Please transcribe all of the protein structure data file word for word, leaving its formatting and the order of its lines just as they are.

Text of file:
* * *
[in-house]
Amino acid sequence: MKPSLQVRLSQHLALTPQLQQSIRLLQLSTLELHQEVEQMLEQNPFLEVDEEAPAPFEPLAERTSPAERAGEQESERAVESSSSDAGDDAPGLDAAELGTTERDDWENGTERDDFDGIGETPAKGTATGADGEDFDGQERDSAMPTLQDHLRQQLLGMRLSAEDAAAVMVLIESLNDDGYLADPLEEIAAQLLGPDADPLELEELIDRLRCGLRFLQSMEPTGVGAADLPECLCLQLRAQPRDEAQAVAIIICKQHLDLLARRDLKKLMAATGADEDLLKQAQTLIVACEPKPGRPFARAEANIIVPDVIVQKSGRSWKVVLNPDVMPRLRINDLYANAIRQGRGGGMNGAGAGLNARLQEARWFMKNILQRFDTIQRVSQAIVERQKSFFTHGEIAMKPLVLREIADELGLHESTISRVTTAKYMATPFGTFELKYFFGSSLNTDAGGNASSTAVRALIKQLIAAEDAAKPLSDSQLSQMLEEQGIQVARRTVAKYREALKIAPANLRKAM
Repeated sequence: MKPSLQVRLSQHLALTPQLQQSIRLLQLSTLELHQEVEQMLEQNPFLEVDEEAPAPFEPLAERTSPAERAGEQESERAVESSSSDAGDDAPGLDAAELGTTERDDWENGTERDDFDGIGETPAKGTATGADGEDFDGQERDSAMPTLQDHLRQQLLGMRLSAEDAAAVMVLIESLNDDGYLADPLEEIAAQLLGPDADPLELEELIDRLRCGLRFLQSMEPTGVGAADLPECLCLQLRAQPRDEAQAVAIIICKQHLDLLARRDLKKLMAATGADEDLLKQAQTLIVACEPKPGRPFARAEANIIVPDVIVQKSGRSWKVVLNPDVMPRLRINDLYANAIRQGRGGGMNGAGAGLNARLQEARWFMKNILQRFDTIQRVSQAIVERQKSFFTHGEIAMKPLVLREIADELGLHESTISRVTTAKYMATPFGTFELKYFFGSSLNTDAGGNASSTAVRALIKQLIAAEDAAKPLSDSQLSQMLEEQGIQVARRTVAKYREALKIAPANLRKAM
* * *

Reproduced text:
[in-house]
Amino acid sequence: MKPSLQVRLSQHLALTPQLQQSIRLLQLSTLELHQEVEQMLEQNPFLEVDEEAPAPFEPLAERTSPAERAGEQESERAVESSSSDAGDDAPGLDAAELGTTERDDWENGTERDDFDGIGETPAKGTATGADGEDFDGQERDSAMPTLQDHLRQQLLGMRLSAEDAAAVMVLIESLNDDGYLADPLEEIAAQLLGPDADPLELEELIDRLRCGLRFLQSMEPTGVGAADLPECLCLQLRAQPRDEAQAVAIIICKQHLDLLARRDLKKLMAATGADEDLLKQAQTLIVACEPKPGRPFARAEANIIVPDVIVQKSGRSWKVVLNPDVMPRLRINDLYANAIRQGRGGGMNGAGAGLNARLQEARWFMKNILQRFDTIQRVSQAIVERQKSFFTHGEIAMKPLVLREIADELGLHESTISRVTTAKYMATPFGTFELKYFFGSSLNTDAGGNASSTAVRALIKQLIAAEDAAKPLSDSQLSQMLEEQGIQVARRTVAKYREALKIAPANLRKAM
Repeated sequence: MKPSLQVRLSQHLALTPQLQQSIRLLQLSTLELHQEVEQMLEQNPFLEVDEEAPAPFEPLAERTSPAERAGEQESERAVESSSSDAGDDAPGLDAAELGTTERDDWENGTERDDFDGIGETPAKGTATGADGEDFDGQERDSAMPTLQDHLRQQLLGMRLSAEDAAAVMVLIESLNDDGYLADPLEEIAAQLLGPDADPLELEELIDRLRCGLRFLQSMEPTGVGAADLPECLCLQLRAQPRDEAQAVAIIICKQHLDLLARRDLKKLMAATGADEDLLKQAQTLIVACEPKPGRPFARAEANIIVPDVIVQKSGRSWKVVLNPDVMPRLRINDLYANAIRQGRGGGMNGAGAGLNARLQEARWFMKNILQRFDTIQRVSQAIVERQKSFFTHGEIAMKPLVLREIADELGLHESTISRVTTAKYMATPFGTFELKYFFGSSLNTDAGGNASSTAVRALIKQLIAAEDAAKPLSDSQLSQMLEEQGIQVARRTVAKYREALKIAPANLRKAM